Shining a Light on Old Ideas

A display of old maps and books shows the root of outdated stereotypes.

Feb. 15, 2013

Display of old books and maps show the inaccurate roots of old stereotypes.

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Stereotypical views of Africa and its inhabitants as mysterious, dangerous and conquerable are currently on display at the Pacific University Library in Forest Grove as part of Black History Month.

Titled The Dark Continent: Western Images and Maps of Africa, the display is on the main floor of the library and is open to the public.

Books in the exhibit date from 1542 to 1909 and display images — shocking to those of us in the 21st century — that portray Africans, in the words of the books, as “devilish, bloodthirsty natives” who are considered “idolaters or pagans and show little signs of intelligence.”

“I hope it might prompt people to think about how their ideas of Africa and Africans are connected to very old stereotypes that we may not even be consciously aware of,” said Eva Guggemos, university archivist.

Included in the exhibit is an original 1542 map of Africa. Though the coastlines are fairly accurate, the interior is not. The map draws from noted ancient Greek-Roman mapmaker and geographer Ptolemy’s 2nd century Geographia Universalis, noted Guggemos. The mapmaker showed “Man-eaters” and “Cave-Dwellers” living in central Africa, leaving everything south of the Sahara blank.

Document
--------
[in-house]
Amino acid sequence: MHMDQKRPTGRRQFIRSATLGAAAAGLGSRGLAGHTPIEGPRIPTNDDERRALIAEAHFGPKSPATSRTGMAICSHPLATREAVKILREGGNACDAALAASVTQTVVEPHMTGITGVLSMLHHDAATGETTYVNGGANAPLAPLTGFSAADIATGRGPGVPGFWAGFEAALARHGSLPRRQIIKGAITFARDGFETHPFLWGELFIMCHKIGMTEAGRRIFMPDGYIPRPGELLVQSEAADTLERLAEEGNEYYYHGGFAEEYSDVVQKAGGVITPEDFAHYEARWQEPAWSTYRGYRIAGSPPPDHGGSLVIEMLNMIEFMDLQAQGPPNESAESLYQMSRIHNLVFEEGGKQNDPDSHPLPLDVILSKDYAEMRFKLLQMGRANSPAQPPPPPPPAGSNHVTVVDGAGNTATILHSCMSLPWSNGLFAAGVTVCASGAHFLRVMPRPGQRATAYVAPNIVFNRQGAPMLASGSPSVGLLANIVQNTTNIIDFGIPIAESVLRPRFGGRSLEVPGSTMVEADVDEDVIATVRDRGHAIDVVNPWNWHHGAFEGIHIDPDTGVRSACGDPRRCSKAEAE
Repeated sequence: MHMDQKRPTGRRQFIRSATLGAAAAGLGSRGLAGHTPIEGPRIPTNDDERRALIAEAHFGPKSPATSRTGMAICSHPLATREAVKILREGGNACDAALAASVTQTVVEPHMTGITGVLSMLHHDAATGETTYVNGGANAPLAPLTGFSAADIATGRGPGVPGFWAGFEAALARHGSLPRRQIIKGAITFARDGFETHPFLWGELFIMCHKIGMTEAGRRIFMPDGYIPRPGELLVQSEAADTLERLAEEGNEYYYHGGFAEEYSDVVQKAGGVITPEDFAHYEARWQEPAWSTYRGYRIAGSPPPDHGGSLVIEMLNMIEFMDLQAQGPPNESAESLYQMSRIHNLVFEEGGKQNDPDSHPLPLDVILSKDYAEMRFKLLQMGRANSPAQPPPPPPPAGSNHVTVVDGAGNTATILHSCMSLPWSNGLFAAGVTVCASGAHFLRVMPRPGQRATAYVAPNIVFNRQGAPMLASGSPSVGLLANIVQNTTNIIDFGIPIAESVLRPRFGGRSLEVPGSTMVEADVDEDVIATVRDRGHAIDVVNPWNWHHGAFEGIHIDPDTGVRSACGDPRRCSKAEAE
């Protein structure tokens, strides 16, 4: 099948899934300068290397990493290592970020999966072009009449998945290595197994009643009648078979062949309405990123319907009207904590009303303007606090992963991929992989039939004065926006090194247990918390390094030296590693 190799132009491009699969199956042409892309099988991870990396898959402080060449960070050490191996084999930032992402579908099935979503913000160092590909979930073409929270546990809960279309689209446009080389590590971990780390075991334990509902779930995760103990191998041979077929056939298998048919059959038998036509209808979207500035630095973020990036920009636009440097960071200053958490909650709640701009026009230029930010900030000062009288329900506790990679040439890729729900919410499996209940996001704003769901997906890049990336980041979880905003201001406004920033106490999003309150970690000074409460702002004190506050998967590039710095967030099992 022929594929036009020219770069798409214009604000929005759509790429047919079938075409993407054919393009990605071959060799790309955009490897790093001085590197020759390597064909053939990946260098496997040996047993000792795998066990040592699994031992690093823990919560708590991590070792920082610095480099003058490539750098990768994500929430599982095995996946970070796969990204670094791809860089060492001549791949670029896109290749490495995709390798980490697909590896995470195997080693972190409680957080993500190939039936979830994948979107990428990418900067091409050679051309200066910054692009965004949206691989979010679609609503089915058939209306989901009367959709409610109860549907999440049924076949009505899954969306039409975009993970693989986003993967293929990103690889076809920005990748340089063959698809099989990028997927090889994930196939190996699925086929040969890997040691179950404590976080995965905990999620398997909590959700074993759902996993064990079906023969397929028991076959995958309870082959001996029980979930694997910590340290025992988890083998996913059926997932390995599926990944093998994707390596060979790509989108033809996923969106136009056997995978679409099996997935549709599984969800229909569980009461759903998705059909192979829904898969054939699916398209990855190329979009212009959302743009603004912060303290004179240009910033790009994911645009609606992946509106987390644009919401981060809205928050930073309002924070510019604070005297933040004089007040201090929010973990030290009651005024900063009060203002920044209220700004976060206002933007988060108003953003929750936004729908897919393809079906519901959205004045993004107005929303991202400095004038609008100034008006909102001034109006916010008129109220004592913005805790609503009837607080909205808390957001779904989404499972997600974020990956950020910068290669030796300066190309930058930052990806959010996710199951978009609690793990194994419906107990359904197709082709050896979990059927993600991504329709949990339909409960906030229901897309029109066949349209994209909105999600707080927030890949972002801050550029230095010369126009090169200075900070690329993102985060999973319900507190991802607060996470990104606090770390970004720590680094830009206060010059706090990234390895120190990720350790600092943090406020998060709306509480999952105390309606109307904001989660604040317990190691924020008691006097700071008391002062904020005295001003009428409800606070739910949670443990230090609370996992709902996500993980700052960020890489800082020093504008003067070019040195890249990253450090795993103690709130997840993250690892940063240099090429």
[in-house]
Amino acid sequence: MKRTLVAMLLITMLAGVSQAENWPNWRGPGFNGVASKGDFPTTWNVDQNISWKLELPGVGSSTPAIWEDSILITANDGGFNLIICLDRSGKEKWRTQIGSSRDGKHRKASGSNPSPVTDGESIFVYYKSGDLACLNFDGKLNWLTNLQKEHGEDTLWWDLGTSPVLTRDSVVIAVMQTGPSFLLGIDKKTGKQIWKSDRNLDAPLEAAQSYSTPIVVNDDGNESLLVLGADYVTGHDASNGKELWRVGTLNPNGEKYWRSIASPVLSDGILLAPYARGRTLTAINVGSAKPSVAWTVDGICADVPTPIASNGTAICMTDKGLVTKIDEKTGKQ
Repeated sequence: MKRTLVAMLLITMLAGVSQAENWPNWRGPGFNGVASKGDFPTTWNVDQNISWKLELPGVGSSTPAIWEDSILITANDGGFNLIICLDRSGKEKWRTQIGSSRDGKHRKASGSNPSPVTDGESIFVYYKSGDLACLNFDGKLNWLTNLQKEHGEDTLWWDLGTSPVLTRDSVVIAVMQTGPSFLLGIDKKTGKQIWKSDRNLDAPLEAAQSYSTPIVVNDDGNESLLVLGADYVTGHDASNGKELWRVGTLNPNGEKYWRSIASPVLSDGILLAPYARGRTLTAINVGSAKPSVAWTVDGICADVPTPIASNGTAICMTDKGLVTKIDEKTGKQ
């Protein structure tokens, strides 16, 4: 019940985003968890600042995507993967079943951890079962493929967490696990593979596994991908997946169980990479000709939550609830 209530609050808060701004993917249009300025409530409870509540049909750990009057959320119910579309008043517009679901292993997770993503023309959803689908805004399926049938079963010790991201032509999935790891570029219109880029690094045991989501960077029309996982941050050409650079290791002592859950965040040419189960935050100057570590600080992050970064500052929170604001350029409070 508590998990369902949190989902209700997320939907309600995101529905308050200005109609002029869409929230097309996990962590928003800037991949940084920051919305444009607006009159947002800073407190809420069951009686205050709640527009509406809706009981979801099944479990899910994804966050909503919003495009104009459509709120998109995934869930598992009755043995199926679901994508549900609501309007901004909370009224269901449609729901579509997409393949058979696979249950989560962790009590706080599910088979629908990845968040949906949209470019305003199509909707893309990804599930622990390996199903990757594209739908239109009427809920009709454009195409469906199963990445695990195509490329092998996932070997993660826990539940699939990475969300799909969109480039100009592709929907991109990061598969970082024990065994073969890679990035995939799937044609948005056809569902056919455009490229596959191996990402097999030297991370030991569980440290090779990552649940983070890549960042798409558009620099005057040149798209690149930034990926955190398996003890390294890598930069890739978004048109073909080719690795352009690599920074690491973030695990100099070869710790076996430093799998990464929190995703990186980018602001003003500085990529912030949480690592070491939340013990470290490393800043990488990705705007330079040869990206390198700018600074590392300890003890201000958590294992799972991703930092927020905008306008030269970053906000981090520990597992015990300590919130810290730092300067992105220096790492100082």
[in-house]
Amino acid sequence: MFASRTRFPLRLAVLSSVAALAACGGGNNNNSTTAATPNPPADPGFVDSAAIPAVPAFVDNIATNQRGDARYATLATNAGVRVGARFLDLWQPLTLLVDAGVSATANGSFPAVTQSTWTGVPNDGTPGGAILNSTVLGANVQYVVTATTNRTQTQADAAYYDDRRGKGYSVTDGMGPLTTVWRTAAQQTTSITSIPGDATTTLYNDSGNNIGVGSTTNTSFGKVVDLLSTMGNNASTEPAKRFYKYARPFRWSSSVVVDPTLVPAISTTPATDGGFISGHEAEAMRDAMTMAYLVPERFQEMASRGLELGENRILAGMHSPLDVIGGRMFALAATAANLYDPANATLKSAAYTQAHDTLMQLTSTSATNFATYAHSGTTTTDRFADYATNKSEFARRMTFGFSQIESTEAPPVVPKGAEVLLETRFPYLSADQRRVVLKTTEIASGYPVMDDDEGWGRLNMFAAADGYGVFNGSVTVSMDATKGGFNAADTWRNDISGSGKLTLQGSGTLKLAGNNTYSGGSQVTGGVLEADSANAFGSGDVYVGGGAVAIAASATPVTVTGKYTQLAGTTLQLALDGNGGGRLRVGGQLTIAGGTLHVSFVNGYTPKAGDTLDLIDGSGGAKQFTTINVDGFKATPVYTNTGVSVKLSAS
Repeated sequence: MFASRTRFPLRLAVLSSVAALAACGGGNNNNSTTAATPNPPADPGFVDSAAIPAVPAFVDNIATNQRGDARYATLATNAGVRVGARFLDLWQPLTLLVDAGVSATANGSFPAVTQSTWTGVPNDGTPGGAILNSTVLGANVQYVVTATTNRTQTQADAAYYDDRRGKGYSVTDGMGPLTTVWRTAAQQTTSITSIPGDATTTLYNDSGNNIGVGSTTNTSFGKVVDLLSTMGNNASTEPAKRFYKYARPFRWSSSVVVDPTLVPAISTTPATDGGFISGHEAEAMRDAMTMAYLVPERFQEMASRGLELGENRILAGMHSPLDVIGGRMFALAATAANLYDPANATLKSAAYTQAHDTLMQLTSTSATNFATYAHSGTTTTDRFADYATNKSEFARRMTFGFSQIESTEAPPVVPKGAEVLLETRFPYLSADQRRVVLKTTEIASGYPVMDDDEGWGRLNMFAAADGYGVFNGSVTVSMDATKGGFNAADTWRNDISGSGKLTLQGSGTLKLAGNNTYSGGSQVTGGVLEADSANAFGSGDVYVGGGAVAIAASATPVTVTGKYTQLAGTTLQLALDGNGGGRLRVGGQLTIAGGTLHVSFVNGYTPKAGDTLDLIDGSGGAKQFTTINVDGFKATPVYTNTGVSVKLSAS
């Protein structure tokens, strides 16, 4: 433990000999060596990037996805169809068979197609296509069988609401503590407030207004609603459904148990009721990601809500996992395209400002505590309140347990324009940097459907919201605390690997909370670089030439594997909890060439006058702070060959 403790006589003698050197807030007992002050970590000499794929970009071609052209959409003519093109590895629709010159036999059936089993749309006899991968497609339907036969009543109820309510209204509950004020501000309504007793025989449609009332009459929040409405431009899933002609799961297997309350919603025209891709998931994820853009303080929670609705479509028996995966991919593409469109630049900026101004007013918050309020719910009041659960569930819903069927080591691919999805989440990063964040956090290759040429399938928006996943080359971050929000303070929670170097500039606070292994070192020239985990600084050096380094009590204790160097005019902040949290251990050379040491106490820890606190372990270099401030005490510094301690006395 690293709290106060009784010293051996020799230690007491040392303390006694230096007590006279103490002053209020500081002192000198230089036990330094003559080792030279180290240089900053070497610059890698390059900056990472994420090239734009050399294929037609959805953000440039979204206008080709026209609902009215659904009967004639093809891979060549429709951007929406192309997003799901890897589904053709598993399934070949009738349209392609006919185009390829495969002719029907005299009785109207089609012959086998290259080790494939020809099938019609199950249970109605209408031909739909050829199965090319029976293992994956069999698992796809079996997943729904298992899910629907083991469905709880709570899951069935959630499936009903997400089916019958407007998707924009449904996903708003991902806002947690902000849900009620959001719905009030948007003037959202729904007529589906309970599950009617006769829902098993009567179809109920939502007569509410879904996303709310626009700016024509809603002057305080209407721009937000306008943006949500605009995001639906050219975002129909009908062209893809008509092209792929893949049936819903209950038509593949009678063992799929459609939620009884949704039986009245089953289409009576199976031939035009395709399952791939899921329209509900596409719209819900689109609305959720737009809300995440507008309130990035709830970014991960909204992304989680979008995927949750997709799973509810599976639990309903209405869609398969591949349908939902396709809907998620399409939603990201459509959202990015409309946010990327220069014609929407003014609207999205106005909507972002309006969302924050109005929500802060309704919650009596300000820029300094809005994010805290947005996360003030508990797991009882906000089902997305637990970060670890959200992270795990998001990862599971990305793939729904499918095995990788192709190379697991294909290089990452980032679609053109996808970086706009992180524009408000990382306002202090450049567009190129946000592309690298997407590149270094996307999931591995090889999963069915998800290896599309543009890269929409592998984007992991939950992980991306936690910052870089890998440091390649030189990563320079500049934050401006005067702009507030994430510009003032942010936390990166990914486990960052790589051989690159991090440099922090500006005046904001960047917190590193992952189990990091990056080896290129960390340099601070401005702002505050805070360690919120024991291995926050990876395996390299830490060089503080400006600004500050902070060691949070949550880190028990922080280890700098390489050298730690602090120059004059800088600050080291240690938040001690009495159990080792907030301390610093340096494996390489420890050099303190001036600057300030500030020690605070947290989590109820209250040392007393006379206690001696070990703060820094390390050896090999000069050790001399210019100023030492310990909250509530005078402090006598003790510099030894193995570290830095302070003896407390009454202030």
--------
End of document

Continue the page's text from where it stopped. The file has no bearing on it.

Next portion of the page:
A later map from 1802 in the exhibit shows that knowledge of Sub-Saharan Africa was not much better by then — as a note explains: “Westerners were scarcely more familiar with the center of the content than Ptolemy had been in 150 A.D.”

Famous explorer Henry M. Stanley also has a part in the exhibit. His two-volume book of 1890, “In Darkest Africa: or, the quest, rescue, and retreat of Emin, Governor of Equatoria”is displayed with two maps that were originally hidden in the back of the books. Both maps have been mounted and displayed with the other items.

All of the display is of items from the library. Guggemos said she is happy to answer questions or give a mini-tour of the display. She can be reached at the University Archives,